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Atom Collision-Induced Resistivity of Carbon Nanotubes

Science  07 Jan 2005:
Vol. 307, Issue 5706, pp. 89-93
DOI: 10.1126/science.1102004

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Abstract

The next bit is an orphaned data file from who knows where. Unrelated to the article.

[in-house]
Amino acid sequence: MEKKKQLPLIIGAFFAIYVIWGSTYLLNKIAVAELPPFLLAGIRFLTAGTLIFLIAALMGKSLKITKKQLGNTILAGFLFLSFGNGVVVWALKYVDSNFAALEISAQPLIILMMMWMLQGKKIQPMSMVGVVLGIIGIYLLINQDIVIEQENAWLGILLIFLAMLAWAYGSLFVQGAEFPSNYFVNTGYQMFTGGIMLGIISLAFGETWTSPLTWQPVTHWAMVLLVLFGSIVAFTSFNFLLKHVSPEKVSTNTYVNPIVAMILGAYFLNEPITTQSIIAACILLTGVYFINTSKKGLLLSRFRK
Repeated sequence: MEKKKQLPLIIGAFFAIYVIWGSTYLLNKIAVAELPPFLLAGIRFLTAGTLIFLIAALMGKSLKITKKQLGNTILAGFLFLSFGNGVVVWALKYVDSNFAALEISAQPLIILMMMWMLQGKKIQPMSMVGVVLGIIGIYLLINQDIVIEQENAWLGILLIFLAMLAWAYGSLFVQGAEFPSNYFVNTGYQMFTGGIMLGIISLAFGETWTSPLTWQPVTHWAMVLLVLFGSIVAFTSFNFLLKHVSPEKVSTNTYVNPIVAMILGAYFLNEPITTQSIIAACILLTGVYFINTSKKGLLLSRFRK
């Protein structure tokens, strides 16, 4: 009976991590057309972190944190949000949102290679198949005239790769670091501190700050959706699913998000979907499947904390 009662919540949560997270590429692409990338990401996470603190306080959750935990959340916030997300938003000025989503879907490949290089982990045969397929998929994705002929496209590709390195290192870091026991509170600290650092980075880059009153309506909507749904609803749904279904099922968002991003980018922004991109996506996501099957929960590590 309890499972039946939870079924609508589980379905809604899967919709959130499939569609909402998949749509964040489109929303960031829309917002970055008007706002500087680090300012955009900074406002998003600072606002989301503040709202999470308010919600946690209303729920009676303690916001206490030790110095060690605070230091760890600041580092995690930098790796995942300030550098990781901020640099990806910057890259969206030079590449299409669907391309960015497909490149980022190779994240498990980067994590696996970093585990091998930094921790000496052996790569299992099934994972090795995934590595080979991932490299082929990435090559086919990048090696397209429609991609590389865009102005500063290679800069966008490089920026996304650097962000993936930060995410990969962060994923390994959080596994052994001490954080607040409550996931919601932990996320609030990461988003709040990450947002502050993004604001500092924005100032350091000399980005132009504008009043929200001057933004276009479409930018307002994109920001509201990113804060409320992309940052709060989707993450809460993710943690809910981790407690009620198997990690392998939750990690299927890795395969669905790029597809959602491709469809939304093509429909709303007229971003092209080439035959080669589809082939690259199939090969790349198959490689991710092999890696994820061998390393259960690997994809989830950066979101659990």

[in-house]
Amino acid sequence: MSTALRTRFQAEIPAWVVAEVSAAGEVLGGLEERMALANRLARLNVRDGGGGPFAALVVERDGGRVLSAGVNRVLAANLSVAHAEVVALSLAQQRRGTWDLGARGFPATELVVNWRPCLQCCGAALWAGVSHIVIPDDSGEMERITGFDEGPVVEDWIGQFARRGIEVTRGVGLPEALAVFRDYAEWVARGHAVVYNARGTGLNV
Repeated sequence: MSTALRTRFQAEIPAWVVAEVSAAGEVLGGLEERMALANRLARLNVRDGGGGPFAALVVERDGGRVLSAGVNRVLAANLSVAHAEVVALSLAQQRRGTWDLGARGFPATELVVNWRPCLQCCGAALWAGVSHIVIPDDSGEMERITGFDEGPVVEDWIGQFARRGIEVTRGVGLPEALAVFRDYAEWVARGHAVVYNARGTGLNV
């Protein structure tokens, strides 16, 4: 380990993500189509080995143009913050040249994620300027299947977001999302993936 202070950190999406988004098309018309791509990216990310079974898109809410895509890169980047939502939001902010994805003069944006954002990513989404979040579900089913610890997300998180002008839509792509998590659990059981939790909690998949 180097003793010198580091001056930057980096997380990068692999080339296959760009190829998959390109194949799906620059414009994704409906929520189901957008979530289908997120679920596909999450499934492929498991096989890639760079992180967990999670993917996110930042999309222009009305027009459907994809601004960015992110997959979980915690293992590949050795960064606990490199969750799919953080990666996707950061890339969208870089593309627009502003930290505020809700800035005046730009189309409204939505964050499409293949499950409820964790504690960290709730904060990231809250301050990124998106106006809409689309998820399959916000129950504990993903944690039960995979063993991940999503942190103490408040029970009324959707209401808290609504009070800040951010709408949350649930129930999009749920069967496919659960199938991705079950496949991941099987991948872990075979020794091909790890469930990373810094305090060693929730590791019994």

We report the observation of unusually strong and systematic changes in the electron transport in metallic single-walled carbon nanotubes that are undergoing collisions with inert gas atoms or small molecules. At fixed gas temperature and pressure, changes in the resistance and thermopower of thin films are observed that scale as roughly M1/3, where M is the mass of the colliding gas species (He, Ar, Ne, Kr, Xe, CH4, and N2). Results of molecular dynamics simulations are also presented that show that the maximum deformation of the tube wall upon collision and the total energy transfer between the colliding atom and the nanotube also exhibit a roughly M1/3 dependence. It appears that the transient deformation (or dent) in the tube wall may provide a previously unknown scattering mechanism needed to explain the atom collision–induced changes in the electrical transport.

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